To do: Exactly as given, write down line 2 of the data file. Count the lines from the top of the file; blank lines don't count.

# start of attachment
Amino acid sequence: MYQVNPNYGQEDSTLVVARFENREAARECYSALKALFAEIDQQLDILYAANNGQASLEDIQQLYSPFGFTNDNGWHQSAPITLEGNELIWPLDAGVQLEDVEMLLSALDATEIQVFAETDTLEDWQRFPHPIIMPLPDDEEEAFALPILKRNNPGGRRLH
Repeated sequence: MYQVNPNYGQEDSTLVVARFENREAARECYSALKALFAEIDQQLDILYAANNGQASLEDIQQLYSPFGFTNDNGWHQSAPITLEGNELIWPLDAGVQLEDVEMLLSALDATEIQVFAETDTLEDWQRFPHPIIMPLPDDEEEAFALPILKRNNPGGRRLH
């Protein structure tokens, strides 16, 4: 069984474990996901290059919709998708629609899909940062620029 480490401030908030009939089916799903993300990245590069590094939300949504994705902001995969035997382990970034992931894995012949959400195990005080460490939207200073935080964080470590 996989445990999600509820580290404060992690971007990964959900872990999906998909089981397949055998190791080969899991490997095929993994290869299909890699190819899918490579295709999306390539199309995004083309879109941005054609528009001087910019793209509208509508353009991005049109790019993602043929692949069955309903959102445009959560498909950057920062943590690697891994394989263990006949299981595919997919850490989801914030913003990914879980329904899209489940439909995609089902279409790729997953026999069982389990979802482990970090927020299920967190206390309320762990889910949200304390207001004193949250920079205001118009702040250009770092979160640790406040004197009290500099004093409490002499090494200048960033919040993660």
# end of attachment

Repeated sequence: MYQVNPNYGQEDSTLVVARFENREAARECYSALKALFAEIDQQLDILYAANNGQASLEDIQQLYSPFGFTNDNGWHQSAPITLEGNELIWPLDAGVQLEDVEMLLSALDATEIQVFAETDTLEDWQRFPHPIIMPLPDDEEEAFALPILKRNNPGGRRLH